Featured Image: Mountaintop removal mining site in Appalachia. Copyright: CC BY-SA 4.0 via. wikimedia commons.
Report: Peripheral gully and landslide erosion on an extreme anthropogenic landscape produced by mountaintop removal coal mining (2020)
Authors: Miles Reed & Dr. Steve Kite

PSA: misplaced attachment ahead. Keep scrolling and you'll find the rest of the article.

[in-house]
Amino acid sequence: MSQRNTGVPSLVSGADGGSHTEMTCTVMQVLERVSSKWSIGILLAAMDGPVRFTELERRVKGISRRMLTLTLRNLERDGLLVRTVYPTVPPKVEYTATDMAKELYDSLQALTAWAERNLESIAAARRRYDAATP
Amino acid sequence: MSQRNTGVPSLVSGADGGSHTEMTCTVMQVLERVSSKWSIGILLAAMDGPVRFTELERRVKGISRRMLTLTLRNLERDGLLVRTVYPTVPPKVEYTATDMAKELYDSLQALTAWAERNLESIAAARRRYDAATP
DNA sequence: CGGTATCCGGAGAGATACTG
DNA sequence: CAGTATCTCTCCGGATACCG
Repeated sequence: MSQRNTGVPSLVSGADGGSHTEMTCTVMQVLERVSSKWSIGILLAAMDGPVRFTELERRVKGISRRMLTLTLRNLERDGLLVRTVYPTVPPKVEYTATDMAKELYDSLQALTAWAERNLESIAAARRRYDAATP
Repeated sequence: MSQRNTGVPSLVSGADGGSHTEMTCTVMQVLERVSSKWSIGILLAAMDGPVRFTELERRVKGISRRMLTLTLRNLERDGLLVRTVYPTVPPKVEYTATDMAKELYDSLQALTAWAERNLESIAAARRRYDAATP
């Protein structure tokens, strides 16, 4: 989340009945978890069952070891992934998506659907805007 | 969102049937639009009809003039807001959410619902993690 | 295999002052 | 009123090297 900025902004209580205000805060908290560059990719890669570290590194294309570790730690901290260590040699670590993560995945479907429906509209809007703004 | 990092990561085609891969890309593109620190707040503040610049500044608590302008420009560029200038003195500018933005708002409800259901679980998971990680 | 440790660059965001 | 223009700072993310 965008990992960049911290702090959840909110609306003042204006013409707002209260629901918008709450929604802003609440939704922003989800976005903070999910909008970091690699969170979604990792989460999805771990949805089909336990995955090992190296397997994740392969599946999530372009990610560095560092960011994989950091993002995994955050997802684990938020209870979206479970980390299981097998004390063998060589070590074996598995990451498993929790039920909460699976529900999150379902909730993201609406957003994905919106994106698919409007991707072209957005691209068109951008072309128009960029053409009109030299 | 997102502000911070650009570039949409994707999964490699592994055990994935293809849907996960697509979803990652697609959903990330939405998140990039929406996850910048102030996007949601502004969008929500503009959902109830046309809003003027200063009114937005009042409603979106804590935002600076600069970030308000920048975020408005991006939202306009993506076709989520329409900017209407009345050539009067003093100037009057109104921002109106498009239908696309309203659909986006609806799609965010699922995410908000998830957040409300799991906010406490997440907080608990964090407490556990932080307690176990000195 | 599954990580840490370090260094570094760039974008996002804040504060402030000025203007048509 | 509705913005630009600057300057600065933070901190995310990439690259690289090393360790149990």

There’s a general consensus that coal mining is ‘bad’ for the environment, but beyond carbon emissions, what is its visible, physical impact on our surroundings? What lasting damage does mining create on the Earth’s surface? The answer is that it has a tremendous impact; specifically, mining in Appalachia is linked to distorting the natural flow of water on the landscape, which creates ripple (no pun intended) effects on the greater environment. A recent study by Reed and Kite details those effects on Appalachian landscapes, directly linking mountaintop mining to erosion and landslides. Now, as worries about access to safe, clean water being jeopardized by fossil fuel production abound nationwide, exploring the impacts of mountaintop mining on Appalachian freshwater becomes incredibly important with immediate and personal impacts.Continue reading “Making Mountains Out of Molehills? Long-Term Geomorphic Surface Impacts of Mountaintop Removal Mining”